The work of PJ Harvey
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The Hope Six Demolition Project (2016)

In a series of short films, a young woman in a black coat picks through a ruined building, gazing through its empty doorways. The same woman occupies the back seat of a car, watching a run-down cityscape go past. Again, she sits on a rusting bit of iron in a mountain valley scattered appallingly with burned-out tanks. Actually, she’s not that young at all: it’s her unusual physique that makes her appear more like a lost teenager than the middle-aged woman she is. She is the witness to the wreckage of places and lives.

Before Hope Six is anything else, it’s an unprecedented act of moral engagement. It would be easy enough for an artist to compose a text about the disastrous effects of political decision-making from the safe distance of home, but for Harvey that would have been impertinent: she had to find out the truth, not just guess at it. She found photojournalist Seamus Murphy and travelled with him to troubled places, talking and taking notes. This meant risk. Firstly, there’s the pain that engagement exposes you to: this stuff isn’t make-believe. Murphy told an interviewer, ‘she’s a musician, not a journalist. She wasn’t used to people crying when she asked them questions.’ She finds bones in an empty building, is faced with need and silence, realises she can’t help. Secondly, she runs the risk of being misunderstood. She knows that for the music to do its work, it will have to be reticent, multivocal, offer no solutions: that’s her natural inclination anyway, but this time she will have to explain nothing. People may react badly, insult her, not just on a musical level which she’s used to, but deeply, personally. And that’s exactly what happens when the music is released. They sharpen their political agendas on her back.

The bluesy Hope Six has a grimier, untidier and more brittle soundscape than its lush predecessor, over which the planets fortuitously locked into exactly the right alignment. You get the sense throughout that Harvey has found it tough going to batter her observations and conversations into musical form, and to translate lyrically and rhythmically the poems she first wrote them down as: square pegs are being forced a bit into round holes. She’s choosing, almost completely, to eschew imagination in favour only of what she’s seen or been told, and that means rowing against the tide of her own genius. It doesn’t always work: there are awkward metaphors and obvious juxtapositions. ‘The Orange Monkey’, composed for Seamus Murphy, is lyrically interesting but musically underworked, its inclusion (and release as a single) one of her characteristic acts of generosity.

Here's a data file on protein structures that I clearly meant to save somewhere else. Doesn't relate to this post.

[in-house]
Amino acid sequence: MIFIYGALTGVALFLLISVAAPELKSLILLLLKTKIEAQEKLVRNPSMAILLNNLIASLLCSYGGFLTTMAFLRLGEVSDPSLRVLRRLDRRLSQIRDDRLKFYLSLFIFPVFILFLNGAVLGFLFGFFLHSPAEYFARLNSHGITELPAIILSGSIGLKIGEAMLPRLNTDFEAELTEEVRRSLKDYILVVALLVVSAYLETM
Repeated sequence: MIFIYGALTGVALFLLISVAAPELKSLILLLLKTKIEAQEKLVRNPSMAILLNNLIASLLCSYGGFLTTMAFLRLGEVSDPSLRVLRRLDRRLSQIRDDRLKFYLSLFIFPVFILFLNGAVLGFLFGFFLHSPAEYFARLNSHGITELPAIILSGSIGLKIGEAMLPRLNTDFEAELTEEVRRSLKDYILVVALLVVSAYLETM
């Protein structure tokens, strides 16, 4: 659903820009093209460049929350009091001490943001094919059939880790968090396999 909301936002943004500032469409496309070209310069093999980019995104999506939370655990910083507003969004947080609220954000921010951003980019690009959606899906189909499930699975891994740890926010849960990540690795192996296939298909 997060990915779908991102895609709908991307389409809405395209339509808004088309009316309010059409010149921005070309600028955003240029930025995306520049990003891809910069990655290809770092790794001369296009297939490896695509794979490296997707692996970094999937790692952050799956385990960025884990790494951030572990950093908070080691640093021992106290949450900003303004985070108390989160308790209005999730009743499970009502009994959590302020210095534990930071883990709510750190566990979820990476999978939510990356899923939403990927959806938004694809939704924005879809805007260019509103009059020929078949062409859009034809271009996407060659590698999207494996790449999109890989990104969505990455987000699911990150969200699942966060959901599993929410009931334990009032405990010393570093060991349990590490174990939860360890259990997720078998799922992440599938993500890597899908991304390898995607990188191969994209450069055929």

But where Harvey’s travels furnish her with an image strong enough, the results have a truly tectonic power. There is the funeral-procession blare of ‘Chain of Keys’, the piteous, terrifying descent into horror that is ‘The Ministry of Defence’, the thin, arid sense of waste of ‘A Line in the Sand’: and all the time the knowledge that this is real. The album is framed by the two mighty poles of ‘The Community of Hope’ and ‘The Wheel’, shattering twin anthems of outrage. The first combines cynicism, anger and humanism so closely that you can barely distinguish them: where is hope in this landscape of shit-hole schools and zombie drug users, described against such bitterly upbeat music? It’s in the euphoric, soaring refrain, no matter how the broken promises of politicians have debased the coinage of the word hope. ‘How you sing a song is as important as the words’, Harvey believes. ‘The Wheel’, pounding, insistent, places children, as they always are for her, as the victims of adult failure. ‘Hey, little children, don’t disappear’, she pleads with the 28,000 vanished infants of former Yugoslavia, already lost in the turning of the playground wheel, their photographs ‘fading with the roses’. Central lies the downbeat ‘River Anacostia’, skilfully refashioning an old spiritual into a Christian meditation on ruin and redemption in which Jesus comes walking on the polluted water of the river. Hope persists, even in the poisons and broken trees.